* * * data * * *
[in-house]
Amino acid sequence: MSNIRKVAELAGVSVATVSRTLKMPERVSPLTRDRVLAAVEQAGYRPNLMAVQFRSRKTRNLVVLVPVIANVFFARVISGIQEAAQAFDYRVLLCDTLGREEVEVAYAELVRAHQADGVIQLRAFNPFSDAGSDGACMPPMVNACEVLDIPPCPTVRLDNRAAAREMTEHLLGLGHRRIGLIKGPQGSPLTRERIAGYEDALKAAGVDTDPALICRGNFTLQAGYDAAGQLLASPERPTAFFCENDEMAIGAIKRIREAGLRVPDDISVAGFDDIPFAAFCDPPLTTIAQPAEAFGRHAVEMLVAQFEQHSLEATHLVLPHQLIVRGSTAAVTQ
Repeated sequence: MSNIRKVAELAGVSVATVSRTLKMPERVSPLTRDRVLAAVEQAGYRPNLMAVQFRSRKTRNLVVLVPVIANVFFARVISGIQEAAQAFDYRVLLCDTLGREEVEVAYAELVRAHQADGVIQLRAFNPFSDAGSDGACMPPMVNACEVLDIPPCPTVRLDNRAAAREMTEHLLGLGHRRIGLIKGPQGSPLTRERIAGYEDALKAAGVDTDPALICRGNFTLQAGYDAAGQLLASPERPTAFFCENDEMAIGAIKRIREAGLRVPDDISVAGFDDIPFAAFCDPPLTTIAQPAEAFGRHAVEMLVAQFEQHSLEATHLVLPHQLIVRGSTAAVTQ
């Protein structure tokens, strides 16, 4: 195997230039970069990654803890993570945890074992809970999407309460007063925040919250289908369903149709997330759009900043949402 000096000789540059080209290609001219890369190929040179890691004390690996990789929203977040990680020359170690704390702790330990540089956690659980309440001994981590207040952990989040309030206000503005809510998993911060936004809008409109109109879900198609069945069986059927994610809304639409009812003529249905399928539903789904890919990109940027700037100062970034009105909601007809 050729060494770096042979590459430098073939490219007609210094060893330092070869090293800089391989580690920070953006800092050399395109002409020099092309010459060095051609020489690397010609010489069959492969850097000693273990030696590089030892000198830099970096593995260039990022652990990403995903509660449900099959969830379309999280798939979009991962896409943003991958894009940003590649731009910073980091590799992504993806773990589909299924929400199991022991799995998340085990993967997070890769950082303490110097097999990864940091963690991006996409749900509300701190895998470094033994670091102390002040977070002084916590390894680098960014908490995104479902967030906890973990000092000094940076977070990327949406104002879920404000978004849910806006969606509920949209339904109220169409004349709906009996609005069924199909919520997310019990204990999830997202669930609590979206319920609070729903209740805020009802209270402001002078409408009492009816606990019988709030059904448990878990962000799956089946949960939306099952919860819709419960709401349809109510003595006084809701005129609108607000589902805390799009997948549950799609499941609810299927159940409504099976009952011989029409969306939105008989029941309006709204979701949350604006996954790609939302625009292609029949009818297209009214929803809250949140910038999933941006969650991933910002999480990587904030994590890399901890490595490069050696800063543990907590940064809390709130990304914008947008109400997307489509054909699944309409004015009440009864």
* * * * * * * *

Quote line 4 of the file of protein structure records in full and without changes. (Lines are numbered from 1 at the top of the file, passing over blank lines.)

């Protein structure tokens, strides 16, 4: 195997230039970069990654803890993570945890074992809970999407309460007063925040919250289908369903149709997330759009900043949402 000096000789540059080209290609001219890369190929040179890691004390690996990789929203977040990680020359170690704390702790330990540089956690659980309440001994981590207040952990989040309030206000503005809510998993911060936004809008409109109109879900198609069945069986059927994610809304639409009812003529249905399928539903789904890919990109940027700037100062970034009105909601007809 050729060494770096042979590459430098073939490219007609210094060893330092070869090293800089391989580690920070953006800092050399395109002409020099092309010459060095051609020489690397010609010489069959492969850097000693273990030696590089030892000198830099970096593995260039990022652990990403995903509660449900099959969830379309999280798939979009991962896409943003991958894009940003590649731009910073980091590799992504993806773990589909299924929400199991022991799995998340085990993967997070890769950082303490110097097999990864940091963690991006996409749900509300701190895998470094033994670091102390002040977070002084916590390894680098960014908490995104479902967030906890973990000092000094940076977070990327949406104002879920404000978004849910806006969606509920949209339904109220169409004349709906009996609005069924199909919520997310019990204990999830997202669930609590979206319920609070729903209740805020009802209270402001002078409408009492009816606990019988709030059904448990878990962000799956089946949960939306099952919860819709419960709401349809109510003595006084809701005129609108607000589902805390799009997948549950799609499941609810299927159940409504099976009952011989029409969306939105008989029941309006709204979701949350604006996954790609939302625009292609029949009818297209009214929803809250949140910038999933941006969650991933910002999480990587904030994590890399901890490595490069050696800063543990907590940064809390709130990304914008947008109400997307489509054909699944309409004015009440009864």